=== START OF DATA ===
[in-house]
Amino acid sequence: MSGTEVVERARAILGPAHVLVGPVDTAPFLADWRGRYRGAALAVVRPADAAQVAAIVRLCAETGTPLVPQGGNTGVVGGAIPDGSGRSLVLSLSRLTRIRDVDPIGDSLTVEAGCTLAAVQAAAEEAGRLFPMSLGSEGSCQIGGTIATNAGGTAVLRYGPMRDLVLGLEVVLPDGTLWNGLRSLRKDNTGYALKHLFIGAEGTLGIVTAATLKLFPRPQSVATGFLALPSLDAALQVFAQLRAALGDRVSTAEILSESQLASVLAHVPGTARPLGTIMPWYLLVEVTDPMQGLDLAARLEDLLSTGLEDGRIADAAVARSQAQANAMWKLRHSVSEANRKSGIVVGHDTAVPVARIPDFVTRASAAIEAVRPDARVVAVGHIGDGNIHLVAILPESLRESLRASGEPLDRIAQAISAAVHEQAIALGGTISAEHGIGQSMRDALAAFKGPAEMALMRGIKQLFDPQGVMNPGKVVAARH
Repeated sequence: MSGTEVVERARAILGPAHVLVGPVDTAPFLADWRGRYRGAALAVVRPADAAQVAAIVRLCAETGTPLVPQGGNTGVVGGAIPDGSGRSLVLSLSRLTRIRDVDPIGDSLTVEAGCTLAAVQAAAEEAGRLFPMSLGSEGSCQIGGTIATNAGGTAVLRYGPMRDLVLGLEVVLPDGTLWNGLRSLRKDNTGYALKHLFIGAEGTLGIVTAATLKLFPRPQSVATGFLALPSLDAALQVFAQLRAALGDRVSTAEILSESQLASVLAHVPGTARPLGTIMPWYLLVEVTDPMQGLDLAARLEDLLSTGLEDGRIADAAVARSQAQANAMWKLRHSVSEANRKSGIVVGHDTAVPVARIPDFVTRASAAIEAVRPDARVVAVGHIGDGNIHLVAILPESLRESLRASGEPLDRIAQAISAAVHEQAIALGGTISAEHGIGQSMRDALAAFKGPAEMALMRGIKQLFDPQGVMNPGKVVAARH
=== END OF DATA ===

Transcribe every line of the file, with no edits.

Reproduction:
[in-house]
Amino acid sequence: MSGTEVVERARAILGPAHVLVGPVDTAPFLADWRGRYRGAALAVVRPADAAQVAAIVRLCAETGTPLVPQGGNTGVVGGAIPDGSGRSLVLSLSRLTRIRDVDPIGDSLTVEAGCTLAAVQAAAEEAGRLFPMSLGSEGSCQIGGTIATNAGGTAVLRYGPMRDLVLGLEVVLPDGTLWNGLRSLRKDNTGYALKHLFIGAEGTLGIVTAATLKLFPRPQSVATGFLALPSLDAALQVFAQLRAALGDRVSTAEILSESQLASVLAHVPGTARPLGTIMPWYLLVEVTDPMQGLDLAARLEDLLSTGLEDGRIADAAVARSQAQANAMWKLRHSVSEANRKSGIVVGHDTAVPVARIPDFVTRASAAIEAVRPDARVVAVGHIGDGNIHLVAILPESLRESLRASGEPLDRIAQAISAAVHEQAIALGGTISAEHGIGQSMRDALAAFKGPAEMALMRGIKQLFDPQGVMNPGKVVAARH
Repeated sequence: MSGTEVVERARAILGPAHVLVGPVDTAPFLADWRGRYRGAALAVVRPADAAQVAAIVRLCAETGTPLVPQGGNTGVVGGAIPDGSGRSLVLSLSRLTRIRDVDPIGDSLTVEAGCTLAAVQAAAEEAGRLFPMSLGSEGSCQIGGTIATNAGGTAVLRYGPMRDLVLGLEVVLPDGTLWNGLRSLRKDNTGYALKHLFIGAEGTLGIVTAATLKLFPRPQSVATGFLALPSLDAALQVFAQLRAALGDRVSTAEILSESQLASVLAHVPGTARPLGTIMPWYLLVEVTDPMQGLDLAARLEDLLSTGLEDGRIADAAVARSQAQANAMWKLRHSVSEANRKSGIVVGHDTAVPVARIPDFVTRASAAIEAVRPDARVVAVGHIGDGNIHLVAILPESLRESLRASGEPLDRIAQAISAAVHEQAIALGGTISAEHGIGQSMRDALAAFKGPAEMALMRGIKQLFDPQGVMNPGKVVAARH